• 13 Randall // Nov 23, 2011 at 8:01 pm

    Some thoughts after reading the other comments here:

    Gamewell fire Alarm boxes come up on ebay all the time in considerable numbers, the NYC system was custom designed and one-of-a-kind, the city did not use Gamewell.
    The city foolishly stripped out most of the guts and doors around 1975 and piled the whole bunch on one of the Hudson river piers near Spring street and then had a sealed bid auction. Most of the mechanical guts sold for less than $10-$15 and there was at least 1-2 dump trucks full.
    The doors were probably scrapped.
    That was when they installed the new police/fire intercom system.

    Intact freestanding posts like this one are extremely rare, they date to 1915 and almost all were retro fitted with the intercoms and the doors destroyed.
    This particular post came from Brooklyn and it weighs more than “400 pounds” as the article indicated, it weighed 900# and is in two sections.

    Re: “restoring” boxes found on ebay etc, in a word- DONT! dont make the mistake of stripping and repainting antiques, it makes them look like plastic reproduction boxes made in China. painting one of these like a sports car is NOT “restoring” anything, it’s destroying decades of impossible to replicate patina and age, even coin collectors will tell you NEVER to clean/polish old coins- the largest part of their value is exactly BECAUSE they are in an original state of aged patina.
    By all means- CLEAN the box, carefully remove rust and lubricate where needed, replace broken or missing glass with real glass not plexiglass! The round glass with the hole in it covering the mechanism is NOT difficult to make, plexiglass doesnt belong in an antique!
    Nor does bondo belong on an antique either…

    As far as how much they sell for on Ebay, expect to pay at least $500 for a Gamewell box, and for shipping costs- expect the cast-iron boxes to weigh about 70#.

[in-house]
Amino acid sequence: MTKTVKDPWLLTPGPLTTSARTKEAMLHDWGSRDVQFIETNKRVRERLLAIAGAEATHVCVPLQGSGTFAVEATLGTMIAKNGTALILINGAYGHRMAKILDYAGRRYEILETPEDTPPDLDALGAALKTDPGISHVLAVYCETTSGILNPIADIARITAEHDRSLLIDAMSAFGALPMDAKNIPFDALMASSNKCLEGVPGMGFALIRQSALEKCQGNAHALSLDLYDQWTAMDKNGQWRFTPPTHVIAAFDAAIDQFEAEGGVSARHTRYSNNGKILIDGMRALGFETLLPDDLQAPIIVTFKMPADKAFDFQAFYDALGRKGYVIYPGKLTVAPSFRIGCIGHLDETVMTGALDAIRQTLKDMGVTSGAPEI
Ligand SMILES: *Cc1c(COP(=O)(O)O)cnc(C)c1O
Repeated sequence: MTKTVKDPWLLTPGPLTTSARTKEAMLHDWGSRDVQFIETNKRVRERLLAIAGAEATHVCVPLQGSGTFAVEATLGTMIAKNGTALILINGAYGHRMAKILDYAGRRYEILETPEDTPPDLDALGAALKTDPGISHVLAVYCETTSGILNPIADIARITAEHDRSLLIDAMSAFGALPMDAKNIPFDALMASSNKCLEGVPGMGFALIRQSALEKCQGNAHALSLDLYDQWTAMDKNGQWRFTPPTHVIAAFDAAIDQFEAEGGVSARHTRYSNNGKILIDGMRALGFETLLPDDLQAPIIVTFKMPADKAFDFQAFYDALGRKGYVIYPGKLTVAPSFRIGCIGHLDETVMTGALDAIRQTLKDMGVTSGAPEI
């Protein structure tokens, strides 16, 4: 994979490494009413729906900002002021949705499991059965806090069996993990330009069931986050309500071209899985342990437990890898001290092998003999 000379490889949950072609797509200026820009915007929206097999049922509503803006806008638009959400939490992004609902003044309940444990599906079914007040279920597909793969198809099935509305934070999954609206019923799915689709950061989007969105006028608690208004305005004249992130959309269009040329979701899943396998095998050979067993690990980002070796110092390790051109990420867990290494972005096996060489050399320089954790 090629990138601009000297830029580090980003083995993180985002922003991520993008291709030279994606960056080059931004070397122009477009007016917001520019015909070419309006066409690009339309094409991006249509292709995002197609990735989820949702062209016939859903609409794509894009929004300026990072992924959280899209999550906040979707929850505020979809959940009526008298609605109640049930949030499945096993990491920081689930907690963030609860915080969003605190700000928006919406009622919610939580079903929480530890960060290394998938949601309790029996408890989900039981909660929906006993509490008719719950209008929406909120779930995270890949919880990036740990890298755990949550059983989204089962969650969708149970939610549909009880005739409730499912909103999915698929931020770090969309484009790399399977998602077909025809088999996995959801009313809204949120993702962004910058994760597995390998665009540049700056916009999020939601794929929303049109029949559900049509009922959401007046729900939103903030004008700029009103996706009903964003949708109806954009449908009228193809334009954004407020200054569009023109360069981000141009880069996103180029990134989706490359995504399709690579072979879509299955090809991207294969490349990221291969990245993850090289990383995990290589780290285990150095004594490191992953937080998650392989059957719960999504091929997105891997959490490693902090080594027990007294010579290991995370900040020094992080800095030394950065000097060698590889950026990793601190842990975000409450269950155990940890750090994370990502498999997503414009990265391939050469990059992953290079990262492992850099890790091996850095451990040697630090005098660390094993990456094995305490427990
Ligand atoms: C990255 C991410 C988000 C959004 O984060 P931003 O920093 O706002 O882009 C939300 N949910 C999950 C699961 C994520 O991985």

Most of the boxes on ebay now sold are the newer aluminum models from post 1940’s when cast-iron was phased out, but there are many thousands of the cast iron boxes around.

    Also expect that the seller may or may not know HOW to pack to ship something like this, and that there’s a good chance it will not be packed well. It can be severely damaged the first time UPS drops the box.
    Antique Cast iron is 99% not weldable… dont even try it.

    There are books on fire alarm boxes with pictures and price guides, I wont name the author who was selling part of his collection on ebay and had a box I wanted which happened to be pictured in his book- he wanted $500 + ship which was considerably more for the box than his (then) just published book said the price value of this was- $350-$400 ! When I asked if he would ship it free at that (much higher) price he wouldn’t even come down that estimated $35, so I told him he could keep it, and found another identical box for less.

    One last mistake to detail here- that is converting the gamewell boxes into such things like table LAMPS, in a word- DONT!
    Like a vintage Model T destroyed to make a “hotrod,” ruining an antique to make it into a frivolous something it never was meant to be is both foolish, and morally criminal.
    If oyu want a table lamp BUY a table lamp, don’t destroy a valuable antique for a novelty whose “coolness” and value will fade away in short order.

  • 14 Gabriella Israel // Nov 29, 2011 at 10:41 am

    Hi there, came across this gorgeous restoration and noticed you used Bondo Body Filler to restore it to this great condition. I am the manager for the Bondo Products Facebook page and was wondering if I could post this article and the pictures to our Facebook Page. Please email me so we can discuss this further. I know our fans would really enjoy reading this and seeing the amazing pictures. Kind regards, Gabriella Israel

  • 15 Rich // Dec 25, 2011 at 10:01 pm

    We have an identical box that was donated to our FD. It was in bad shape, but we had it sandblasted and repainted. It stands in the corner of our lobby. If we had the original front door it would be perfect. Can’t seem to find it any where. We are not looking for the inside parts, just the door.

  • 16 Mike G // Aug 8, 2012 at 10:20 am

    I love these old fire boxes. I still see them all over NYC and this particular model is quite old. There still have one in the Bronx with an extended torch ( 2-3 feet ) due to them not being able to put the usual amber light above. I remember regularly walking past that box 50 years ago! Beautiful!

  • 17 rick rolston // Feb 6, 2013 at 2:23 pm

    do you have any information on a small wind-up call box. it has a brass wind-up movement stamped “FARADAY” surronded by “stanley & patterson” and “made in the U.S.A. “On the inside door it is stamped F D N Y 4

  • 18 Frank // Jan 13, 2015 at 5:18 pm

    Hi I have the original pull box for sale if anybody is interested please call or email number is 516 2211986 it’s the same one in the picture

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All Images are the Property of and Copyrighted to Vintage Vending Inc.